International Rafting Federation - it's about rafting around the world
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News and views - November 2018
A lot has happened in the short time since we last caught up.
In this bumper issue, we introduce you to our new global partner Aquapac, meet more of our River Family, remind ourselves of what it took to start the IRF, look back at preparations for the 2018 WRC in Argentina, hear about Ex-FARC guerillas in Colombia training to become river guides, and delve into the action of the recent 2018 World Rafting Champsionship in Argentina.
Finally we also have two actions for you:
If your team are going to attend WRC 2019, you need to start registering and booking (it's only 6 mnths away!); and
Please vote for our own in the World Paddle Awards! We have three nominations in these prestigious awards.
See you on a river soon, International Rafting Federation
Vote for our World Rafting Champions in the World Paddle Awards
The World Paddle Awards are a prestigious award voted on annually by the public and a select committee of paddle sports peers. This year the rafting world is fortunate to have three nominations in with a chance. But they need your help to ensure they make it to the finalists and ultimately in order to win in their categories.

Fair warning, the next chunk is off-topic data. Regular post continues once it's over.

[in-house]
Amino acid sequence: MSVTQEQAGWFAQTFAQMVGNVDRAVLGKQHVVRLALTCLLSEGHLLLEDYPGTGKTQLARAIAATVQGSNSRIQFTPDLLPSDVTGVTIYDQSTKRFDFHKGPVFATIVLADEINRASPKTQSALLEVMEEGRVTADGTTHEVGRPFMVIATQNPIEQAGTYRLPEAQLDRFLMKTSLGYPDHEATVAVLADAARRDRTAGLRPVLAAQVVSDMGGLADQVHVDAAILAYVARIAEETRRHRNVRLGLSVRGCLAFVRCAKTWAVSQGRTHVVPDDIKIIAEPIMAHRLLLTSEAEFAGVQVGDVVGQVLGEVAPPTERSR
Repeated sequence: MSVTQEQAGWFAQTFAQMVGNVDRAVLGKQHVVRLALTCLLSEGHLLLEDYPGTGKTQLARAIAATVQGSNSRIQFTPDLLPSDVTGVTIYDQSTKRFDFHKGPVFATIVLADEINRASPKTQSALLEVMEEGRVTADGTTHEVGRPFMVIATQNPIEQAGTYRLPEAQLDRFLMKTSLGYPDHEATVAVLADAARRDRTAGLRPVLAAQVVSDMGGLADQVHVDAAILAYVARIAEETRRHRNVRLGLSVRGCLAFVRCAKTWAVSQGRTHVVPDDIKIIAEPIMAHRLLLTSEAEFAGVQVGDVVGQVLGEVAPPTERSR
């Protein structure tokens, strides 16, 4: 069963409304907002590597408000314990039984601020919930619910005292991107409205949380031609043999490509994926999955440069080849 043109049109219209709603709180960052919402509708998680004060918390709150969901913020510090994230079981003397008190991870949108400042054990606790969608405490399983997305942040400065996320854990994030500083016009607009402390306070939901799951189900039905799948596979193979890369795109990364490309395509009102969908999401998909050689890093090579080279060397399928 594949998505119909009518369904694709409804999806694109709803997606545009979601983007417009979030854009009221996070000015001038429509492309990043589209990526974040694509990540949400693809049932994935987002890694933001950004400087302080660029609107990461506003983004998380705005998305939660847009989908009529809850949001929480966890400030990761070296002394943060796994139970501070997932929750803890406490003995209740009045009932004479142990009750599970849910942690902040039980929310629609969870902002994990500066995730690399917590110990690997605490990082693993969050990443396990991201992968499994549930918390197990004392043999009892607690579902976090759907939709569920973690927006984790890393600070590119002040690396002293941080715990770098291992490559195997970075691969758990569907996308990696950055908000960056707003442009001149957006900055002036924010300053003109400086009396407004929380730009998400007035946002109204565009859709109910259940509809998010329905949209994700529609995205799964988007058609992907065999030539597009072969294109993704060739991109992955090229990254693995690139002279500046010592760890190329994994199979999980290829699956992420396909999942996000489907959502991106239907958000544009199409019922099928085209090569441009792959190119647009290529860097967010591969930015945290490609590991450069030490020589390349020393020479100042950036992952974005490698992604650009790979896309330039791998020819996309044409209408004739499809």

Read more about each of the nominees below and follow the link to vote for them. Be sure to click on the big black “Thumbs Up” at the bottom of each nominee description to ensure your vote is counted.
A very familiar face to the European Raft Race scene, with a paddling career spanning 53 years, Stan Hájek started paddling as a child, later meeting his girlfriend (now wife) whilst paddling in the Czech Republic and East & West Europe. At the time, sport expeditions were the only way to look outside the Iron Curtain until 1989. After 1989, raft makers were established in the Czech Republic, his two sons grew up and he exchanged canoes for rafts. In 1991 I organised the first downriver raft race on the Kamenice River in CZE.
After the successful conclusion to the IRF World Rafting Championship (WRC) 2018 in Argentina, we now set our sights on the 2018 WRC in Tully, Australia. Teams have now started to register for the event – but most importantly now, all teams who want to stay in the Athletes’ Village need to book their accommodation by Friday, 14th December. This is to ensure that enough tents can be ordered and supplied in time for the competition.